Advanced Studio, Spring 2012: Hoeferlin

  • Work by Lauren Harrison for advanced studio taught by Derek Hoeferlin, Spring 2012.
    Work by Lauren Harrison for advanced studio taught by Derek Hoeferlin, Spring 2012.
  • Work by Lauren Harrison for advanced studio taught by Derek Hoeferlin, Spring 2012.
    Work by Lauren Harrison for advanced studio taught by Derek Hoeferlin, Spring 2012.
  • Work by Christopher Perrodin for advanced studio taught by Derek Hoeferlin, Spring 2012.
    Work by Christopher Perrodin for advanced studio taught by Derek Hoeferlin, Spring 2012.
  • Work by Lynette Salas for advanced studio taught by Derek Hoeferlin, Spring 2012.
    Work by Lynette Salas for advanced studio taught by Derek Hoeferlin, Spring 2012.
  • Work by John Song for advanced studio taught by Derek Hoeferlin, Spring 2012.
    Work by John Song for advanced studio taught by Derek Hoeferlin, Spring 2012.
  • Work by John Song for advanced studio taught by Derek Hoeferlin, Spring 2012.
    Work by John Song for advanced studio taught by Derek Hoeferlin, Spring 2012.

Advanced Studio, Spring 2012
Gutter to Gulf

Derek Hoeferlin, Assistant Professor

Now in its fourth year, Gutter to Gulf is a five-year, multidisciplinary effort between Washington University and the University of Toronto that aims to develop resilient, comprehensive, synthetic water management strategies for New Orleans and its environs. In order to provide clear and accessible information to diverse audiences, the initiative is designed to extend and support efforts by grassroots organizations. It has been organized to address water management questions across the disciplines of architecture, landscape architecture and urban design. It is intended to ground multi-scaled design proposals in a clear understanding of the challenges facing southern Louisiana.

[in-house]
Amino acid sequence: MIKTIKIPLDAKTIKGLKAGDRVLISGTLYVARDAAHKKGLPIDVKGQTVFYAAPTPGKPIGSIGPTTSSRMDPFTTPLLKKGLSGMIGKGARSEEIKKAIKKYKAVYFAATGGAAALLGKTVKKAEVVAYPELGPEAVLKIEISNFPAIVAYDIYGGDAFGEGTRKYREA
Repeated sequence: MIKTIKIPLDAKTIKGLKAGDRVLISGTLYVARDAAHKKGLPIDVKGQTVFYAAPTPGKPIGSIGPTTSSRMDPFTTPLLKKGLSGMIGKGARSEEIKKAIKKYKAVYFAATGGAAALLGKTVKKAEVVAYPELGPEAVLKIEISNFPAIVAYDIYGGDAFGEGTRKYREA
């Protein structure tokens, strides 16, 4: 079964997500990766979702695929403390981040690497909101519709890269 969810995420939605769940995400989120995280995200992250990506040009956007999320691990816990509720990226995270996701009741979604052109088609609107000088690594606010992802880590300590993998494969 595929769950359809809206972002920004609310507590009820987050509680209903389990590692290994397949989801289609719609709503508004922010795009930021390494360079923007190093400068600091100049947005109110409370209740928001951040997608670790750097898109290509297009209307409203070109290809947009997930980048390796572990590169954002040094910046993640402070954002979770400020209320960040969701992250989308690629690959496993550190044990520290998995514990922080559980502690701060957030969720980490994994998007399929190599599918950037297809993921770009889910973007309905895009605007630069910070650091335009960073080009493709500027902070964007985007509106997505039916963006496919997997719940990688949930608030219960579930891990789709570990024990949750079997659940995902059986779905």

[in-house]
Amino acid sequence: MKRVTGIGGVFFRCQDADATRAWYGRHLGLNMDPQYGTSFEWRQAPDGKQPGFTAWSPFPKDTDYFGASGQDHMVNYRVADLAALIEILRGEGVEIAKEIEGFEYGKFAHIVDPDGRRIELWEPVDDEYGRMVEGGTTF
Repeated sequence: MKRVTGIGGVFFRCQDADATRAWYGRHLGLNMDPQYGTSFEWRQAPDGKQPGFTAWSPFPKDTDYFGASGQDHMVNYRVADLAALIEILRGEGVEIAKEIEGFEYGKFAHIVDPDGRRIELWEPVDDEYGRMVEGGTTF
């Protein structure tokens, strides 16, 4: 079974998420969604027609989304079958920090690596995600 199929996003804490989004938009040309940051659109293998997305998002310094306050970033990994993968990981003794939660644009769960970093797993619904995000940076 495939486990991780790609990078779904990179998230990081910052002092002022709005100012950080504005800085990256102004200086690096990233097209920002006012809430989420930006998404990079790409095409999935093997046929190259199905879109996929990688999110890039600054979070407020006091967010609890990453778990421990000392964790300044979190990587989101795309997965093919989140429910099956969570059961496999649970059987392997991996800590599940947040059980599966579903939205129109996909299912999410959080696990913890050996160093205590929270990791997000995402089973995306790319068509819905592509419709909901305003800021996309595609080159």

While Gutter to Gulf's first three phases studied the urbanized area of New Orleans, this fourth phase has moved downriver to St. Bernard Parish and its drainage unit (polder). The St. Bernard polder is the strategic first line of defense protecting New Orleans from the Gulf of Mexico's potential storm surges and effects of sea-level rise. The polder is an extreme landscape that includes urbanized and suburbanized areas; massive flood protection infrastructures and industrial refineries; fishing camps; and deteriorating wetlands.

The specific area of study for this studio engages four sites along the Violet Canal, the Central Wetlands Unit, the "Great Wall of Louisiana," and the decommissioned Mississippi River Gulf Outlet's closure structure. Students are asked to take design positions on how and why architecture can occupy such an extreme deltaic landscape radically experiencing current and future transformations. Students develop their own architecture programs and strategies that adapt to such conditions. Final proposals include cypress nurseries, hunting camps, public markets, water parks, and wellness retreats.